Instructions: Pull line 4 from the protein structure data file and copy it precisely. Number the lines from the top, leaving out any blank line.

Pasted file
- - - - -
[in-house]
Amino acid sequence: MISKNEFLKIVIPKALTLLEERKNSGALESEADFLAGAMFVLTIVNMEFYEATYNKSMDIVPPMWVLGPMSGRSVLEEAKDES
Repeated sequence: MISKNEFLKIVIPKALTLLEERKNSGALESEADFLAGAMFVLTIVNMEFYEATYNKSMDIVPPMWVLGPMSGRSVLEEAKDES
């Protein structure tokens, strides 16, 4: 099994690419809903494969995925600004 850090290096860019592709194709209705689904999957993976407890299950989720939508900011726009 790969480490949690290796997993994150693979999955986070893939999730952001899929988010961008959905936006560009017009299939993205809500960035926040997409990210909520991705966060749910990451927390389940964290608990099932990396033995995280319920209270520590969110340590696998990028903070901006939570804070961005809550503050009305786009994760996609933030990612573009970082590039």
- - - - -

């Protein structure tokens, strides 16, 4: 099994690419809903494969995925600004 850090290096860019592709194709209705689904999957993976407890299950989720939508900011726009 790969480490949690290796997993994150693979999955986070893939999730952001899929988010961008959905936006560009017009299939993205809500960035926040997409990210909520991705966060749910990451927390389940964290608990099932990396033995995280319920209270520590969110340590696998990028903070901006939570804070961005809550503050009305786009994760996609933030990612573009970082590039």